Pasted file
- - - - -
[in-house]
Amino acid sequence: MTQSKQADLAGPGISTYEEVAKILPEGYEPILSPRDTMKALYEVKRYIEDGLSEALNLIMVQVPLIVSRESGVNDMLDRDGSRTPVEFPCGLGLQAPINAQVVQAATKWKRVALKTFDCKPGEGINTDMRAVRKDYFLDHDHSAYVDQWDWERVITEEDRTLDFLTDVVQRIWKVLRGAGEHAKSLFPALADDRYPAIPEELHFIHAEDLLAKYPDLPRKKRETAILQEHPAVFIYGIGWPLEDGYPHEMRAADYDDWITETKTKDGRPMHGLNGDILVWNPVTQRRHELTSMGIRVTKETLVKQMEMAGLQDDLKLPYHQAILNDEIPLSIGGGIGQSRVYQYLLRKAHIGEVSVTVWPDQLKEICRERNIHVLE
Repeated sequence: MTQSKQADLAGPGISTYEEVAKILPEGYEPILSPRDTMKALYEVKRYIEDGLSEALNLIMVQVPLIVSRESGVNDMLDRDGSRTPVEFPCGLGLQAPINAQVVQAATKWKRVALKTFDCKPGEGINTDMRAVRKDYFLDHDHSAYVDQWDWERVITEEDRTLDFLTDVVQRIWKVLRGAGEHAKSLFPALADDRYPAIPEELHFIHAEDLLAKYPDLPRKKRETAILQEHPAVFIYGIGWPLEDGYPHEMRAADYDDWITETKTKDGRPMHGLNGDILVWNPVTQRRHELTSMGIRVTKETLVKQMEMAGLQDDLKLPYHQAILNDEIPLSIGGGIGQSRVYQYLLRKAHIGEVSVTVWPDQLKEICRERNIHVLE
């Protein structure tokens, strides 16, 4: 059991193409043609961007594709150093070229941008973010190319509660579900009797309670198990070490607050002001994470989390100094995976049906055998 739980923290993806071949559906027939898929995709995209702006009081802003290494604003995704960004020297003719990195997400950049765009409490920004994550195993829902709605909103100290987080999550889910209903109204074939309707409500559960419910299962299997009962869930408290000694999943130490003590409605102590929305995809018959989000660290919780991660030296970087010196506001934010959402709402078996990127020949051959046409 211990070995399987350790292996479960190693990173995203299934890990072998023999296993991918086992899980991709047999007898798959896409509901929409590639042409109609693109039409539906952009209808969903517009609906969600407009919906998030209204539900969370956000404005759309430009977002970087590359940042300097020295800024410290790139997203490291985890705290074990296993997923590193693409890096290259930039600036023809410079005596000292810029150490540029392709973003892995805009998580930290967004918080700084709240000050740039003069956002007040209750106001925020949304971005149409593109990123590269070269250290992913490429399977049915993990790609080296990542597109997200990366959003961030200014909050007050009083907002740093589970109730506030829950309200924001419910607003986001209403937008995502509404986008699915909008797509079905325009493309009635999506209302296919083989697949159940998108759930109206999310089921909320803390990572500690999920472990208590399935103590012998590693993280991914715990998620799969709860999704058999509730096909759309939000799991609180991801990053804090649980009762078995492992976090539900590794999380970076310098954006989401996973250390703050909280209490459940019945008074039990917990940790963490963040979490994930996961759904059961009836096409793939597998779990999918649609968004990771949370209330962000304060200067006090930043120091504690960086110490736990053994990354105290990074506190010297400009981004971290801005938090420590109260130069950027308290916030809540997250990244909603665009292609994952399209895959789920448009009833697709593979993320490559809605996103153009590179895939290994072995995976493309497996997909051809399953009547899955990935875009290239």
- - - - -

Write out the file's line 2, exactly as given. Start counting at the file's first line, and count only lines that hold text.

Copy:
Amino acid sequence: MTQSKQADLAGPGISTYEEVAKILPEGYEPILSPRDTMKALYEVKRYIEDGLSEALNLIMVQVPLIVSRESGVNDMLDRDGSRTPVEFPCGLGLQAPINAQVVQAATKWKRVALKTFDCKPGEGINTDMRAVRKDYFLDHDHSAYVDQWDWERVITEEDRTLDFLTDVVQRIWKVLRGAGEHAKSLFPALADDRYPAIPEELHFIHAEDLLAKYPDLPRKKRETAILQEHPAVFIYGIGWPLEDGYPHEMRAADYDDWITETKTKDGRPMHGLNGDILVWNPVTQRRHELTSMGIRVTKETLVKQMEMAGLQDDLKLPYHQAILNDEIPLSIGGGIGQSRVYQYLLRKAHIGEVSVTVWPDQLKEICRERNIHVLE